How to Keep Your Child on the Soccer Field

Many children start out playing soccer at a young age. As they grow in their knowledge and skill of the game the competition become more serious. Players on recreational leagues are encouraged to try out for more competitive leagues. This is the time in an adolescent’s life that more and more pressure is put on their shoulders and they end up quitting. Even the athlete that makes the soccer team will quit if they find themselves on the bench more than on the paying field.

More and more adolescents are staying away from competition, which is important. It teaches the individual the value of teamwork and cooperation, it teaches them the gracious way of victory and in defeat. This carries over into adulthood, into the job market and coworkers.

There are several ways parents can help with keeping kids on the playing field.

  1. The right team is important.

First stay away from leagues that are to demanding; this could drive your child right to the “I quit.” Search for a team that you think might suit your child; ask if the players play year-round or just seasonal. If your child is just starting out then seasonal is a good place to begin. This way they might not get burnt out.

  1. Finding the right coach.

Having the right coach for your child is the key for your child success. A coach can make or break the child’s self-esteem and motivation. You don’t want a coach that has never coached before and knows nothing about the sport. Even a coach that hasn’t coached in years wouldn’t be good. Times have changed and the rules have changed.

Find the right coach is very important. Here are some questions that you should ask.

Have you had any training in coaching? – All coaches should have some kind of training.

Do you get paid for coaching? – Most paid coaches have had sessions from a national sports organization.

What is your philosophy on sports and kids? – Look for personal development, skill instructions and fun.

Do you have a license? – If this coach does have a license it doesn’t mean he is an all-around coach but in order to have a licenses the coach had to go through courses.

What experience do you have with this sport? – Good coaches usually do have experience in the sport they are coaching.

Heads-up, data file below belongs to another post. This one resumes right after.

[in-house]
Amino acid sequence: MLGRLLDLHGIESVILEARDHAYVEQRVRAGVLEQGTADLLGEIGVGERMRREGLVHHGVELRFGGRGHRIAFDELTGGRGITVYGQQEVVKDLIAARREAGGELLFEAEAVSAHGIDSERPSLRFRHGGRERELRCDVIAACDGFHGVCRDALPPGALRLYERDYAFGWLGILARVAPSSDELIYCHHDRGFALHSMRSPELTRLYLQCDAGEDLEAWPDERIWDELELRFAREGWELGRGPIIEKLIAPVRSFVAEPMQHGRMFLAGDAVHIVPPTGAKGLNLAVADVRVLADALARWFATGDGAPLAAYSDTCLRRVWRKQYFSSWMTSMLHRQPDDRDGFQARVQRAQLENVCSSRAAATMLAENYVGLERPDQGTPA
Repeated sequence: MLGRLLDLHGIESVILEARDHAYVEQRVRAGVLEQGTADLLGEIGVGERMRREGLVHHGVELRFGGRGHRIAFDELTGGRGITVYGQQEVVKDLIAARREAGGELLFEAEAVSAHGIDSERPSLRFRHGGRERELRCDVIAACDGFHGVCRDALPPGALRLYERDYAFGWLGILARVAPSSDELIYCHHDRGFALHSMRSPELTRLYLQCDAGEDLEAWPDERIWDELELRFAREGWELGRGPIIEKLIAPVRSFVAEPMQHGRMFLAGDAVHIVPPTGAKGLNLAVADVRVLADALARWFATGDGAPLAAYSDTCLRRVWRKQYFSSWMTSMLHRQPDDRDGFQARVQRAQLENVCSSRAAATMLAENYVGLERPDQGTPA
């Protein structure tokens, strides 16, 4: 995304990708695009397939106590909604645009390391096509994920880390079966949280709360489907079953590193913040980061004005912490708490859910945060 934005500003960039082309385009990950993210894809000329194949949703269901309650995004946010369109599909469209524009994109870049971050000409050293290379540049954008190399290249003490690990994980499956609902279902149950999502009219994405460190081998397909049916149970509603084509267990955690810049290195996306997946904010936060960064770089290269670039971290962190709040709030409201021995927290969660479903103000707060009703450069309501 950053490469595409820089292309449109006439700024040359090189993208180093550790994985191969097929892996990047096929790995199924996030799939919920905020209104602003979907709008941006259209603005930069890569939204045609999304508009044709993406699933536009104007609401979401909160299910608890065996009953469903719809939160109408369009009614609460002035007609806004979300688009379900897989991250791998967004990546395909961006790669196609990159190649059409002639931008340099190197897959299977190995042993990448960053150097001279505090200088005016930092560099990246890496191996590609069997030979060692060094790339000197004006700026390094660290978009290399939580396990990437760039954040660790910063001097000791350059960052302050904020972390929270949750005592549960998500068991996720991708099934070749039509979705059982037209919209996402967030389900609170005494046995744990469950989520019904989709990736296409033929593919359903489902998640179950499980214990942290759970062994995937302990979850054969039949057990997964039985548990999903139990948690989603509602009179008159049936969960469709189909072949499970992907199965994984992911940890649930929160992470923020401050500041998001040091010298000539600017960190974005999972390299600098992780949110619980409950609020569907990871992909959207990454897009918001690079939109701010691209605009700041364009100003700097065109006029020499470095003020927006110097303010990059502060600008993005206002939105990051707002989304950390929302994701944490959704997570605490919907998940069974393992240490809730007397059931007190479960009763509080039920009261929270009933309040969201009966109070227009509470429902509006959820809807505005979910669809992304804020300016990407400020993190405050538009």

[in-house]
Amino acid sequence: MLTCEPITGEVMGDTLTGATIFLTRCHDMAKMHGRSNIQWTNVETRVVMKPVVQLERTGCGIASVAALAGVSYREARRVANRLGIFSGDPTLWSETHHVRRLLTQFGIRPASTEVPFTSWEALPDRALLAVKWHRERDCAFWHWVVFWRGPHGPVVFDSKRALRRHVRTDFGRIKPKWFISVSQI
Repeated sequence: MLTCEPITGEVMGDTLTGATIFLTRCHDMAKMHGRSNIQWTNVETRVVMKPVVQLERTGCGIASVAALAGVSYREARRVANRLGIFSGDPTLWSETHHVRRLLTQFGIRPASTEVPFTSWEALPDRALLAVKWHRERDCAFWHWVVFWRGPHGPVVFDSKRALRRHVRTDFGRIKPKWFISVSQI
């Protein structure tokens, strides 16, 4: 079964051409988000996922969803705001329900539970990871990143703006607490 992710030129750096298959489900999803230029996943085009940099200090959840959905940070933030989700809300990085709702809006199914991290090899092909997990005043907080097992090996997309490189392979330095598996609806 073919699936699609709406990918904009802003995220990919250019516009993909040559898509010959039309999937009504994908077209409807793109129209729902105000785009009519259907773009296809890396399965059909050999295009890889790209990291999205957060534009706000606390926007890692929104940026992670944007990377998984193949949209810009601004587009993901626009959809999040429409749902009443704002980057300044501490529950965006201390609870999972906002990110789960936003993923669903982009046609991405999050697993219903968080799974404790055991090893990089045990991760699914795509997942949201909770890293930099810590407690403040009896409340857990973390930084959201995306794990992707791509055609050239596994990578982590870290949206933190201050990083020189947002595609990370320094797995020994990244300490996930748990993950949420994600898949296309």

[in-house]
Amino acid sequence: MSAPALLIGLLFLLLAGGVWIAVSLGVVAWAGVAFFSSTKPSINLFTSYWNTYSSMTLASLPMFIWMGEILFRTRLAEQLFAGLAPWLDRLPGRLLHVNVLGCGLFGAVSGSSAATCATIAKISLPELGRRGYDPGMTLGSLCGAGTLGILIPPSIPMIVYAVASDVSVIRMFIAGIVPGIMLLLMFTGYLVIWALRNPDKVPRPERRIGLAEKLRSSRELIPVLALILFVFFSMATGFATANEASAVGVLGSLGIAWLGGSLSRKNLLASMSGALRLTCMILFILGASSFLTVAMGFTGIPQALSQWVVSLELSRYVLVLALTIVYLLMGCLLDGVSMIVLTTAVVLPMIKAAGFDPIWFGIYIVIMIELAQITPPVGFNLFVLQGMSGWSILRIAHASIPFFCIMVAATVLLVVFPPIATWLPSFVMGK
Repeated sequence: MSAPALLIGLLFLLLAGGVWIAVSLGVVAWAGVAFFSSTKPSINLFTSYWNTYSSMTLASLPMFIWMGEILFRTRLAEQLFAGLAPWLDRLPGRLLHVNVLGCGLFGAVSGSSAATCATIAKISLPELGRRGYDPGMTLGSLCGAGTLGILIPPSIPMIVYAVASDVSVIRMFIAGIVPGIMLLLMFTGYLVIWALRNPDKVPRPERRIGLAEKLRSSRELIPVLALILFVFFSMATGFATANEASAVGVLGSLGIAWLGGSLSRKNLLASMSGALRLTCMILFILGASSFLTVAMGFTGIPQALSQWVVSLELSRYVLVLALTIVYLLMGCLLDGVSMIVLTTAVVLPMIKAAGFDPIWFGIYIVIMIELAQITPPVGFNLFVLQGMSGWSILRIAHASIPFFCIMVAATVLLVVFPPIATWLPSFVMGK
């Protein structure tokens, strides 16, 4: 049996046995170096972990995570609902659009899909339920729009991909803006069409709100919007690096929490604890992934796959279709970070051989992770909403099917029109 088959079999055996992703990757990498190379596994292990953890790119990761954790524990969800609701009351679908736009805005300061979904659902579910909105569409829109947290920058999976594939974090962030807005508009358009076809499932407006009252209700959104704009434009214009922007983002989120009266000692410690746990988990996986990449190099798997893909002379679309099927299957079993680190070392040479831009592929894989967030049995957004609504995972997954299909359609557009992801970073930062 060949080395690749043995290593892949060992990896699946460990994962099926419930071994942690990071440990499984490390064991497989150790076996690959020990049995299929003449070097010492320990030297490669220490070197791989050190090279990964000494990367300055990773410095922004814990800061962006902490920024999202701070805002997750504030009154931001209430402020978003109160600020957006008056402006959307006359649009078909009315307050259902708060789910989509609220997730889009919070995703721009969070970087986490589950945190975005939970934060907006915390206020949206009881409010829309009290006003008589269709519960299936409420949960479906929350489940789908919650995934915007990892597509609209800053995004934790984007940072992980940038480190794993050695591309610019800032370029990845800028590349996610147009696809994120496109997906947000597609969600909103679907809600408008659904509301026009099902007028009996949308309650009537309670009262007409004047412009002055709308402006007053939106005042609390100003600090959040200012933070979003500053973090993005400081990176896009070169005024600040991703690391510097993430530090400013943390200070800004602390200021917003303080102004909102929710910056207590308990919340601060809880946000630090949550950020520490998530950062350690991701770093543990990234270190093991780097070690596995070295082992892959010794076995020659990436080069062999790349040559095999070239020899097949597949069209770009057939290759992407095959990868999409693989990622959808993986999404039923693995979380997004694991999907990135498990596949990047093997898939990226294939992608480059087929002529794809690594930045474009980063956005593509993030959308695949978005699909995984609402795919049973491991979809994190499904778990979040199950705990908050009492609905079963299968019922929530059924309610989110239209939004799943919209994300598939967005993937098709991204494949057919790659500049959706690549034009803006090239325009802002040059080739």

Do you have first aid training? – All coaches should have knowledge or certification in first aid.

Never be afraid to ask questions, remember this is your child you are handing over to an individual that you have no known knowledge about. For remaining in the field, the information can be gathered from site. The managing of the games will be great without any hurdle to meet the requirements. All the correct information should be provided to the person to participate in the tournaments and leagues. 

  1. Observe first hand.

Observe games and practices. Ask you child how things are going. If you are feeling that the coach, even the parents are taking the game to serious, don’t hesitate to speak up. If you feel that your child isn’t playing much, then talk to the coach. There might be a good reason why. At practices the coach should teach skills one at a time and have the ability for working with children of different skill levels.

  1. Watch yourself.

Tell your child to have fun when you drop him or her off for practice. At games, don’t scream at the referees, coaches, and don’t try to tell your child what to do when they are on the playing field and you are on the sidelines. This is the coaches’ job. If you have questions on why your child did that or didn’t do that, talk to the coach after the game. As a parent you have to think of your child on the playing field, you don’t want to embarrass them in front of their teammates and other parents.

    5.Praise and Criticism

Never criticize your child right off the playing field after a game and never make a big deal about winning or loosing the game. The key is to focus on their performance, for every compliment you give, make a suggestion on how improvement could help then compliment again.

  1. Team effort

Make sure your child understand that this sport is a team sport and that everyone has to complete the season. If your child wants to quit mid way through the season, try to find out why. Ask your child if there is anything you can help with. Encourage staying for a while longer, this will probably do the trick but if need be talk to the coach.


Written by 

Corine Jones is a writer, editor and web designer. She graduated from the University of Pennsylvania with a degree of Journalism. She is currently the editorial manager of Coyote Rescue.

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